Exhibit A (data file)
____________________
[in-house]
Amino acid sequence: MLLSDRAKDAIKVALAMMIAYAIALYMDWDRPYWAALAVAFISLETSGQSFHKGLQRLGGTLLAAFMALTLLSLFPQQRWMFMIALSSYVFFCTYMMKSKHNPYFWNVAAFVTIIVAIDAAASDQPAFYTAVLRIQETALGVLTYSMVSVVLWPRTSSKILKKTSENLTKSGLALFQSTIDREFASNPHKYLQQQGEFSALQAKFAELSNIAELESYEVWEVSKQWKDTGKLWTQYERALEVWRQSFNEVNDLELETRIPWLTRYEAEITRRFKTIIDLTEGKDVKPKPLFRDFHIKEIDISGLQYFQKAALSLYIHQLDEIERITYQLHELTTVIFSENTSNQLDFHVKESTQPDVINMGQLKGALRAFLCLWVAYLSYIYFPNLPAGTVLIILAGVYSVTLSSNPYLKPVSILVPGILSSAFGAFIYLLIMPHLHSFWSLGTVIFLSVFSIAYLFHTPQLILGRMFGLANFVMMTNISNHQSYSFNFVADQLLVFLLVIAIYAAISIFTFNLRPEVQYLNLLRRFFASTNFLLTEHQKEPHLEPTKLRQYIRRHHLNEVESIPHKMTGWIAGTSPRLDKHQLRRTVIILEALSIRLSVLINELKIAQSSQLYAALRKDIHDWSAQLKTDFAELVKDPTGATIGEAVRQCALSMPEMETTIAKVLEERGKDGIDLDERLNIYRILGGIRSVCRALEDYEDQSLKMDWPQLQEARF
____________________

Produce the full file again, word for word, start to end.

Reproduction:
[in-house]
Amino acid sequence: MLLSDRAKDAIKVALAMMIAYAIALYMDWDRPYWAALAVAFISLETSGQSFHKGLQRLGGTLLAAFMALTLLSLFPQQRWMFMIALSSYVFFCTYMMKSKHNPYFWNVAAFVTIIVAIDAAASDQPAFYTAVLRIQETALGVLTYSMVSVVLWPRTSSKILKKTSENLTKSGLALFQSTIDREFASNPHKYLQQQGEFSALQAKFAELSNIAELESYEVWEVSKQWKDTGKLWTQYERALEVWRQSFNEVNDLELETRIPWLTRYEAEITRRFKTIIDLTEGKDVKPKPLFRDFHIKEIDISGLQYFQKAALSLYIHQLDEIERITYQLHELTTVIFSENTSNQLDFHVKESTQPDVINMGQLKGALRAFLCLWVAYLSYIYFPNLPAGTVLIILAGVYSVTLSSNPYLKPVSILVPGILSSAFGAFIYLLIMPHLHSFWSLGTVIFLSVFSIAYLFHTPQLILGRMFGLANFVMMTNISNHQSYSFNFVADQLLVFLLVIAIYAAISIFTFNLRPEVQYLNLLRRFFASTNFLLTEHQKEPHLEPTKLRQYIRRHHLNEVESIPHKMTGWIAGTSPRLDKHQLRRTVIILEALSIRLSVLINELKIAQSSQLYAALRKDIHDWSAQLKTDFAELVKDPTGATIGEAVRQCALSMPEMETTIAKVLEERGKDGIDLDERLNIYRILGGIRSVCRALEDYEDQSLKMDWPQLQEARF